Document Type

Article

Publication Date

2018

Publication Title

Atmospheric Chemistry and Physics

ISSN

1680-7324

Volume

18

Issue

12

DOI

http://dx.doi.org/10.5194/acp-18-8953-2018

Abstract

This study quantifies future changes in tropospheric ozone (O3) using a simple parameterisation of source–receptor relationships based on simulations from a range of models participating in the Task Force on Hemispheric Transport of Air Pollutants (TF-HTAP) experiments. Surface and tropospheric O3 changes are calculated globally and across 16 regions from perturbations in precursor emissions (NOx, CO, volatile organic compounds – VOCs) and methane (CH4) abundance only, neglecting any impact from climate change. A source attribution is provided for each source region along with an estimate of uncertainty based on the spread of the results from the models. Tests against model simulations using the Hadley Centre Global Environment Model version 2 – Earth system configuration (HadGEM2-ES) confirm that the approaches used within the parameterisation perform well for most regions. The O3 response to changes in CH4 abundance is slightly larger in the TF-HTAP Phase 2 than in the TF-HTAP Phase 1 assessment (2010) and provides further evidence that controlling CH4 is important for limiting future O3 concentrations. Different treatments of chemistry and meteorology in models remain one of the largest uncertainties in calculating the O3 response to perturbations in CH4 abundance and precursor emissions, particularly over the Middle East and south Asia regions. Emission changes for the future Evaluating the CLimate and Air Quality ImPacts of Short-livEd Pollutants (ECLIPSE) scenarios and a subset of preliminary Shared Socioeconomic Pathways (SSPs) indicate that surface O3 concentrations will increase regionally by 1 to 8 ppbv in 2050. Source attribution analysis highlights the growing importance of CH4 in the future under current legislation. A change in the global tropospheric O3 radiative forcing of +0.07 W m−2 from 2010 to 2050 is predicted using the ECLIPSE scenarios and SSPs, based solely on changes in CH4 abundance and tropospheric O3 precursor emissions and neglecting any influence of climate change. Current legislation is shown to be inadequate in limiting the future degradation of surface ozone air quality and enhancement of near-term climate warming. More stringent future emission controls provide a large reduction in both surface O3 concentrations and O3 radiative forcing. The parameterisation provides a simple tool to highlight the different impacts and associated uncertainties of local and hemispheric emission control strategies on both surface air quality and the near-term climate forcing by tropospheric O3.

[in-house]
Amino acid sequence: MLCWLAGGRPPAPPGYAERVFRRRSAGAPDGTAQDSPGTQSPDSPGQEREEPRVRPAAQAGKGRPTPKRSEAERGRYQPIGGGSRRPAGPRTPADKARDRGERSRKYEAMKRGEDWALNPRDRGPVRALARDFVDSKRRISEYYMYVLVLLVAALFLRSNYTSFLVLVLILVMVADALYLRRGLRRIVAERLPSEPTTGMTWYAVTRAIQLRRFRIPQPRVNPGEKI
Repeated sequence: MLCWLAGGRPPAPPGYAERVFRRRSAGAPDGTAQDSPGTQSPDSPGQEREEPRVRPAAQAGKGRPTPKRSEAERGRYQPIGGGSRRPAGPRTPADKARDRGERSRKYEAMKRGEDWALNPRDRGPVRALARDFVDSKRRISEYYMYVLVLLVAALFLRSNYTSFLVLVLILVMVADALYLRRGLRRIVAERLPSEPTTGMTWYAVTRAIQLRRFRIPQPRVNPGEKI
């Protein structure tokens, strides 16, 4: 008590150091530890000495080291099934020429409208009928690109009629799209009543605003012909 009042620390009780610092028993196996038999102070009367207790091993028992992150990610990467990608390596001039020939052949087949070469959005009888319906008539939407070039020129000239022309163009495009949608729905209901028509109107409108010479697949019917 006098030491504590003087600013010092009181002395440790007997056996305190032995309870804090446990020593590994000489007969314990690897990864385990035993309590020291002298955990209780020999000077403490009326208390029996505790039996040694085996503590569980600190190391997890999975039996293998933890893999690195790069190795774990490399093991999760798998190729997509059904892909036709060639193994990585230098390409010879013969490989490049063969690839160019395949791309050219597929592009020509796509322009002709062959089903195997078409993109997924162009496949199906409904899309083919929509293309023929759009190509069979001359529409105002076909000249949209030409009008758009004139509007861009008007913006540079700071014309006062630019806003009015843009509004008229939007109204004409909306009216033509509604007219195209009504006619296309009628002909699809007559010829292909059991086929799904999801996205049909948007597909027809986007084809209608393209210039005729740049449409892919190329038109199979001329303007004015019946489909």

Comments

Steven T. Turnock1, Oliver Wild2, Frank J. Dentener3, Yanko Davila4, Louisa K. Emmons5, Johannes Flemming6, Gerd A. Folberth1, Daven K. Henze4, Jan E. Jonson7, Terry J. Keating8, Sudo Kengo9,10, Meiyun Lin11,12, Marianne Lund13, Simone Tilmes4, and Fiona M. O'Connor1

1Met Office Hadley Centre, Exeter, UK
2Lancaster Environment Centre, Lancaster University, Lancaster, UK
3European Commission, Joint Research Centre, Ispra, Italy
4Department of Mechanical Engineering, University of Colorado, Boulder, CO, USA
5National Center for Atmospheric Research, Boulder, CO, USA
6European Centre for Medium-Range Weather Forecasts, Reading, UK
7EMEP MSC-W, Norwegian Meteorological Institute, Oslo, Norway
8U.S. Environmental Protection Agency, Washington D.C., USA
9Graduate School of Environmental Studies, Nagoya University, Nagoya, Japan
10Japan Agency for Marine-Earth Science and Technology (JAMSTEC), Yokohama, Kanagawa, Japan
11Atmospheric and Oceanic Sciences, Princeton University, Princeton, NJ, USA
12NOAA Geophysical Fluid Dynamics Laboratory, Princeton, NJ, USA
13Center for International Climate and Environmental Research – Oslo (CICERO), Oslo, Norway


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Creative Commons Attribution 4.0 License
This work is licensed under a Creative Commons Attribution 4.0 License.

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